STW Sundays #6: Hymeir Kamarudin, on Establishing the Ulu Muda Forest Protection Area

Save-The-World Sundays is a series of interviews conducted with remarkable individuals who are engaged in environmental initiatives and movements. This Sunday, we feature Hymeir Kamarudin, a natural resource manager who runs Earth Lodge Field Research Centre in Ulu Muda, among other conservation projects.

Tell us about yourself.

I am 51 this year and my passion lies in caves/limestone, birds and Ulu Muda. I have a degree in business administration and a Masters in protected area management. I have been caving and birding for over 20 years and been working on Ulu Muda for over 15 years. I previously worked for WWF Malaysia (1991-2004) and I’m currently running several conservation-related businesses. They are the Dark Cave at Batu Caves, KL (, Earth Lodge at Ulu Muda, Kedah ( and soon I will be managing a show cave at Gunung Keriang near Alor Star, Kedah. I also do consultancy work related to ecotourism, resource management and protected areas.

What is your Save-the-world project?

At the moment, that would be the establishment of a protected area at Ulu Muda, Kedah. Ulu Muda is a nationally important swath of forest covering approximately 160,000ha. It is an important site for large mammals and is a crucial water catchment for three dams that supply water for irrigation and drinking. The water irrigates the vast coastal plains of Kedah and Southern Perlis, an area known as Malaysia’s Rice Bowl. This area supplies 40% of the nation’s paddy.

Currently the Ulu Muda area is threatened by logging. Although the logging is legal and sustainable methods are practised, NO forest within critical water catchment areas should be disturbed, much less logged. Additionally, illegal hunting / poaching, collection of forest products and unsustainable tourism activities also threaten the area.

What inspired you to start the project?

I have been working in the area since 1997 and have been bringing people here for camping trips since 2005. I was in the team that made 2 major discoveries in the area: a new limestone hill with caves and the presence of large numbers of the globally threatened Plain-pouched Hornbills. The second discovery makes Ulu Muda the second site in Malaysia and the world where these hornbills congregate in large numbers.


Plain-pouched Hornbill

How did you start the project?

Establishing a protected area is a very slow process. First, one must show strong justification for the area’s protection. This is usually done via scientific research to determine what is there, i.e. creating an inventory of the area’s biodiversity. Ulu Muda for example has 303 species of birds recorded. Second, there would be lots of discussions with the land owners, usually the state government, to convince them that it’s an important area, that the area deserves better protection, that it is in the state (and nation’s) interest to protect the area.

This is followed by recommending the most suitable legislation for the gazettement, drawing up a management plan, recommending the management structure for this new protected area, and lastly, drawing up a comprehensive management plan. Even after establishment, the area must be properly managed with proper staff and budgets. The effort for this project is being jointly undertaken by my company, Earth Lodge Sdn Bhd (which is running a lodge in the Ulu Muda forest) together with a coalition of concerned organizations in an entity called Friends of Ulu Muda. The coalition members include WWF Malaysia, Malaysian Nature Society, Sahabat Alam Malaysia, Consumer Association of Penang, Water Watch Penang and others.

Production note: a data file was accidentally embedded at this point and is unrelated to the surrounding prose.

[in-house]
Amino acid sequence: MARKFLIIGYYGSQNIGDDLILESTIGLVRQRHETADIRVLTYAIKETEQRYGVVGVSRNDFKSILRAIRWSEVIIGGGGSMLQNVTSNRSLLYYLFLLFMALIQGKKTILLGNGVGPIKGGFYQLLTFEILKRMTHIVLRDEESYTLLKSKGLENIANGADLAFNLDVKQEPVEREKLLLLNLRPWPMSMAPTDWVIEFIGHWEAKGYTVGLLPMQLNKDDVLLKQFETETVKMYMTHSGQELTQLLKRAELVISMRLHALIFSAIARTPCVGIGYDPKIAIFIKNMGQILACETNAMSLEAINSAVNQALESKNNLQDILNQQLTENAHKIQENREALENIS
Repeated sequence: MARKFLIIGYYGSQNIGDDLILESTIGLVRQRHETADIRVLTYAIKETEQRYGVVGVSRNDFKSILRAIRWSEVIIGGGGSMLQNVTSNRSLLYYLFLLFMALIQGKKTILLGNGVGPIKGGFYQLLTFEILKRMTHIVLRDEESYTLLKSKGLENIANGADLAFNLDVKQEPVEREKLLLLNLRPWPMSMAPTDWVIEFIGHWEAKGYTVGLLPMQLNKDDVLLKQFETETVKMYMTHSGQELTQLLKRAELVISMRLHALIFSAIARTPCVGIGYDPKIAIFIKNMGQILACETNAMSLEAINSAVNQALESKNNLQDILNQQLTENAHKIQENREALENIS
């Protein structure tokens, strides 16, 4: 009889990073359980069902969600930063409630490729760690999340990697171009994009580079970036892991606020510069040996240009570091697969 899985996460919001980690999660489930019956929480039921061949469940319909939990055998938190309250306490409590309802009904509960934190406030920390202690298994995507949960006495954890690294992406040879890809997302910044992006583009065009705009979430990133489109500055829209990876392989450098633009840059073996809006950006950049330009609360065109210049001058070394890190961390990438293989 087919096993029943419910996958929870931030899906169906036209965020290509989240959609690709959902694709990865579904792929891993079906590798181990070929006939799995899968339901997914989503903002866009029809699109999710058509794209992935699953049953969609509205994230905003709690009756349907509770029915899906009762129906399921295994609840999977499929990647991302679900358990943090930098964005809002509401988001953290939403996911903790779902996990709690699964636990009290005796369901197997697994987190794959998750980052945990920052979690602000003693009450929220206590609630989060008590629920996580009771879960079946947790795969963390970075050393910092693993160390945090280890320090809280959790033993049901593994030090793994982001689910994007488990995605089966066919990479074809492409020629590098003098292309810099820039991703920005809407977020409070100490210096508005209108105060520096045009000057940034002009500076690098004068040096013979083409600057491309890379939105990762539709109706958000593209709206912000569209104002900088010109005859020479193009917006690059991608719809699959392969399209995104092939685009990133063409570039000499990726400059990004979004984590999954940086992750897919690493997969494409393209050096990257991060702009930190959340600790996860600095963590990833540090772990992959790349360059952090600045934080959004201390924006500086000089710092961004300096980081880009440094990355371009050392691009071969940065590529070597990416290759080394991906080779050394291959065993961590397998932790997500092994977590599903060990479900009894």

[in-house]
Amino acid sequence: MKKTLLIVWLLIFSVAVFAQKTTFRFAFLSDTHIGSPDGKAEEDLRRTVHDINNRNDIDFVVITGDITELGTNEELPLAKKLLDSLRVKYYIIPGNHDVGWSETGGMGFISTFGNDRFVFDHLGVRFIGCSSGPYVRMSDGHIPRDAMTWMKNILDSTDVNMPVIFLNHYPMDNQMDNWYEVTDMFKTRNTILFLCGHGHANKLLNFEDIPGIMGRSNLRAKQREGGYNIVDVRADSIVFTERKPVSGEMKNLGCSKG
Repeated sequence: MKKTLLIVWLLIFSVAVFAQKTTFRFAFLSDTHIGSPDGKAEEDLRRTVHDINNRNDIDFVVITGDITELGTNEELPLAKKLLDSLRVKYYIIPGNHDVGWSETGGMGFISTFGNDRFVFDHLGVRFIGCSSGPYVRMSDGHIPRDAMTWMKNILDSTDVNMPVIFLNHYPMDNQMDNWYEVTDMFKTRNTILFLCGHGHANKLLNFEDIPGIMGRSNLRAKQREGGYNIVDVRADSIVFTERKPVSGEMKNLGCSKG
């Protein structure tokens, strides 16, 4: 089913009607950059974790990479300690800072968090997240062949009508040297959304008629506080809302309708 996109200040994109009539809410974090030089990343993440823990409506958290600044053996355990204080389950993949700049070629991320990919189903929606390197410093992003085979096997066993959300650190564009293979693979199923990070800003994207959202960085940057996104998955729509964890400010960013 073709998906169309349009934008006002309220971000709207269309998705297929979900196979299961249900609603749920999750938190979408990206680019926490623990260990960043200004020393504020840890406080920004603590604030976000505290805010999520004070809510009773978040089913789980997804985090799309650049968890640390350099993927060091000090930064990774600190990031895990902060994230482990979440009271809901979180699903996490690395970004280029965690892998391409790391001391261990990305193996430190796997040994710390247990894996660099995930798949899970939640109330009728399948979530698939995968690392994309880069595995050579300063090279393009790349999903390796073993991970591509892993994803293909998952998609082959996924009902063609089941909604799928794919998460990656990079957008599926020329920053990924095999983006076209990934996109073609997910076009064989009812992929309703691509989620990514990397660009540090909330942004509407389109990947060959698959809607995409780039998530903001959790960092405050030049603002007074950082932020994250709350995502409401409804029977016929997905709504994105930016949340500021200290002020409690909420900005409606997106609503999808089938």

At what stage of your project are you right now?

At the moment, the state has agreed in principle to the establishment of a protected area, albeit a much much smaller area of about 30,000 ha (out of the 160,000ha proposed). But that’s a start, so we are assisting the state government in any way we can.

What difficulties did you face while working on the project?

Apathy among decision makers. Land is a state matter and any decision to gazette a site as a protected area is made by the state government. There is a need to educate the state government on the reasons why the area is important, how the state can benefit from the gazettement and finally, what the state needs to do to gazette the area.

What is rewarding about your project?

I guess the thought that I have contributed to the establishment of a protected area at Ulu Muda is motivating enough! Of course, knowing that the area plus all the biodiversity it contains will be protected and conserved in perpetuity makes me have a warm feeling inside. By the way, I was also one of the people involved in the establishment of the Perlis State Park several years ago.

What are the lessons that you have learnt from your project?

That one has to be patient and be passionate about the area that one is working on. Not to give up easily. Like I mentioned, establishing a protected area takes a long long time. There will be successes but there are usually more setbacks, so being persistent is crucial.

Would you be willing to talk to (and share resources possibly with) people who are interested to start a project similar to yours?

Yes, by all means!

Any advice that you would like to give to someone else who wants to make a difference?

If you are passionate and committed, just do it. There is not a right or wrong way to do it and one must always be prepared to learn from one’s mistakes and move forward. Lastly, be prepared for the long haul!

For more information, check out the homepage of Ulu Muda Earth Lodge and its Facebook Page.

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